Dominican Republic: "Covidianidad" (COVID-19 life), a reopening measure will start on Wednesday. Churches will be allowed to host services on Sundays, small companies can resume work and big companies can resume activities with 50% of the staff. Businesses will be allowed to open in shopping malls and private passenger transport will also be allowed.

Ecuador: Airports in Quito and Guayaquil are resuming local and international flights at only 30% of the regular flight frequency. The government has reduced the stay-at-home number of hours ordered, while the use of masks is mandatory. Restaurants can reopen in most cities with 30% maximum capacity. The strict quarantine in Quito will be relaxed starting Wednesday.

Guatemala: The country begins phase one of its reopening by allowing people to be outside for a period of 13 hours a day.

Honduras: Companies enter phase zero of preparation for reopening on June 8.

Mexico: On Monday, some industries in parts of Mexico, such as mining, construction, auto parts, and tourism were allowed to reopen as part of the country's "new normal" reopening measures.

Panama: On Monday, the country entered phase two of the "new normality." Public construction and mining can resume, and places of worship, sporting and social areas, can reopen with a maximum 25% occupancy.

Paraguay: The country remains in phase two until June 11. Civil construction and corporate offices have resumed activities. Cultural and sporting events have resumed without audiences and some shops have also reopened.

Peru: The country enters phase two of reopening measures, allowing hairdressers, clothing, shoe and book stores to reopen. Specialty health services, dentists, fertility clinics, veterinaries, food delivery, IT companies, electrical services, carpentry, laundry, and repair services, are also ok to reopen.

Uruguay: The country continues to be praised by its virus prevention strategy and low number of cases; as it began easing restrictions in early May. On Monday, at least 403 schools resumed their activities, in addition to special-ed schools and universities, except in capital city of Montevideo.

Venezuela: The government announced a "flexibilization" of the restriction measures for five days, followed by a new 10-day quarantine. Municipalities bordering Colombia and Brazil, as well as Maracaibo, San Francisco and Zulia, are not included. During this five-day reopening, banks, doctors’ offices, dentists, the construction sector, blacksmithing and hairdressers, among other businesses, can resume operations during specified times of the day.

2:40 p.m. ET, June 2, 2020

Active coronavirus cases in Italy drop below 40,000

From CNN's Livia Borghese in Rome

Medical personnel and Italian Red Cross medical staff collect blood samples for Covid-19 serological tests, at San Paolo Hospital in Civitavecchia, near Rome, on May 30.
Medical personnel and Italian Red Cross medical staff collect blood samples for Covid-19 serological tests, at San Paolo Hospital in Civitavecchia, near Rome, on May 30. Giuseppe Lami/EPA-EFE/Shutterstock

The number of active coronavirus cases in Italy has dropped to 39,893, a decrease of 1,474 since Monday, the country's Civil Protection Agency said on Tuesday.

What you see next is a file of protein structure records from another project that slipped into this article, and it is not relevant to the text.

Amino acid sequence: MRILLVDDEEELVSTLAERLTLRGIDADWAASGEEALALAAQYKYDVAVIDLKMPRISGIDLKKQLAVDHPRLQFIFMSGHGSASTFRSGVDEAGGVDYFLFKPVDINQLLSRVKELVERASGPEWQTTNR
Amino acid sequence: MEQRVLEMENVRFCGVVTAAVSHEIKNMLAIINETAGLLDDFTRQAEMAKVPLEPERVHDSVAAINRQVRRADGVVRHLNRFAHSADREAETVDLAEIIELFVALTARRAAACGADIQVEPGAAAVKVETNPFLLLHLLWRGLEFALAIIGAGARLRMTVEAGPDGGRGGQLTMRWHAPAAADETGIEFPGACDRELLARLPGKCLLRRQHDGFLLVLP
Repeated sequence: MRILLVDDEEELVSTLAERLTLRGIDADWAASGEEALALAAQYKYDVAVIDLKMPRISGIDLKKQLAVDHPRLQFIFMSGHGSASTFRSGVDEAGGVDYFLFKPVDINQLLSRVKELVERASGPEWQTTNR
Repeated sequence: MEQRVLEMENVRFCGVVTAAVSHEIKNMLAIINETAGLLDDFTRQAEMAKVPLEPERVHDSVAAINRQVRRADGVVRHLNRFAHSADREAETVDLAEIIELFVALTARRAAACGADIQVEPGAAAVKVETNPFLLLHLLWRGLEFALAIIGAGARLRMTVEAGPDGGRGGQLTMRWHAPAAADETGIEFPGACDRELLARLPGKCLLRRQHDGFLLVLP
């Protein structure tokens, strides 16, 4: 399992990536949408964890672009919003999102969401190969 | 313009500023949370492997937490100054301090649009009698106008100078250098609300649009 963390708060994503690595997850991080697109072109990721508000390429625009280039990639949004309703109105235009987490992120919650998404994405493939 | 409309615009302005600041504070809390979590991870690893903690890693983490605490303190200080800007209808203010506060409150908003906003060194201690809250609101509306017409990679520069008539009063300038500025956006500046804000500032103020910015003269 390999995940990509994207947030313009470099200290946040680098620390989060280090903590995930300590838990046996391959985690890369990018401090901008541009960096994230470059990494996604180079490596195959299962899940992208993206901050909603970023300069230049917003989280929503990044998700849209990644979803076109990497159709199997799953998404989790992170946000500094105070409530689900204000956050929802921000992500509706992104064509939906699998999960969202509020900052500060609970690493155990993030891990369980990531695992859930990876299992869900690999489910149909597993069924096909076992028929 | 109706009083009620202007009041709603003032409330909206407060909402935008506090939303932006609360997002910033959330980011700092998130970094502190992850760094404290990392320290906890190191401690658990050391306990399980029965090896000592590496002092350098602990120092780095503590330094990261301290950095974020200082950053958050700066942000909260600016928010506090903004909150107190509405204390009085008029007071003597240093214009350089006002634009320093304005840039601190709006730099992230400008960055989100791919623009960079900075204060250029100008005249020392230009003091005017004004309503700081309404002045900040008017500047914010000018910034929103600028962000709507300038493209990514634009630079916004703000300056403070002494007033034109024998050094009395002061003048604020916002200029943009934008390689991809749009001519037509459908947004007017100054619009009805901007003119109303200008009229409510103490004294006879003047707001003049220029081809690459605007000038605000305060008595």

There have been 318 more patients diagnosed with Covid-19, bringing the total number of cases, including deaths and recoveries, to 233,515.

At least 55 people have died with the virus, raising the total number of fatalities to 33,530.

There are 408 people with coronavirus currently in intensive care, 16 fewer than on Monday. 

The number of people who recovered from coronavirus is now 160,092, an increase of 1,737 people since Monday.

2:26 p.m. ET, June 2, 2020

New Jersey reports at least 51 new coronavirus deaths

From CNN's Elizabeth Hartfield

New Jersey reported 708 new cases of Covid-19 on Tuesday, bringing the statewide total to at least 161,545, Gov. Phil Murphy announced.

There were 51 new deaths reported, bringing the total to 11,770.

There have been 33,318 positive cases in long term care facilities across the state, and 5,158 lab confirmed Covid-19 deaths. 

The state is now No. 15 in the nation in new cases per day, but still rank No. 1 in patients in hospitals and No. 2 in deaths per day, Murphy said. 

The state has now seen 32 cases of the Covid-19 linked inflammatory syndrome in children, state health commissioner Judy Persichilli announced. The ages of the children range from 1 to 18, and they have either tested positive for Covid-19 or for the antibodies. Most of the cases have occurred in adolescents who have been previously health.

Persichilli also noted that black and Hispanic children accounted for a disproportionately high number of the total cases — 26% of the individuals are black, 37% Hispanic, 26% white and 7% Asian, Persichilli said. 

No deaths have been reported due to the disease at this time, she said. 

2:17 p.m. ET, June 2, 2020

Summer heat unlikely to stop the spread of coronavirus, NIH says

From CNN's Shelby Lin Erdman

National Institutes of Health Director Dr. Francis Collins listens during a Senate Health Education Labor and Pensions Committee hearing on new coronavirus tests on Capitol Hill in Washington, on May 7.
National Institutes of Health Director Dr. Francis Collins listens during a Senate Health Education Labor and Pensions Committee hearing on new coronavirus tests on Capitol Hill in Washington, on May 7. Andrew Harnik/Pool/Getty Images

Warmer weather is unlikely to stop the spread of the deadly coronavirus, Dr. Francis Collins, the director of the National Institutes of Health, said in a blog post Tuesday.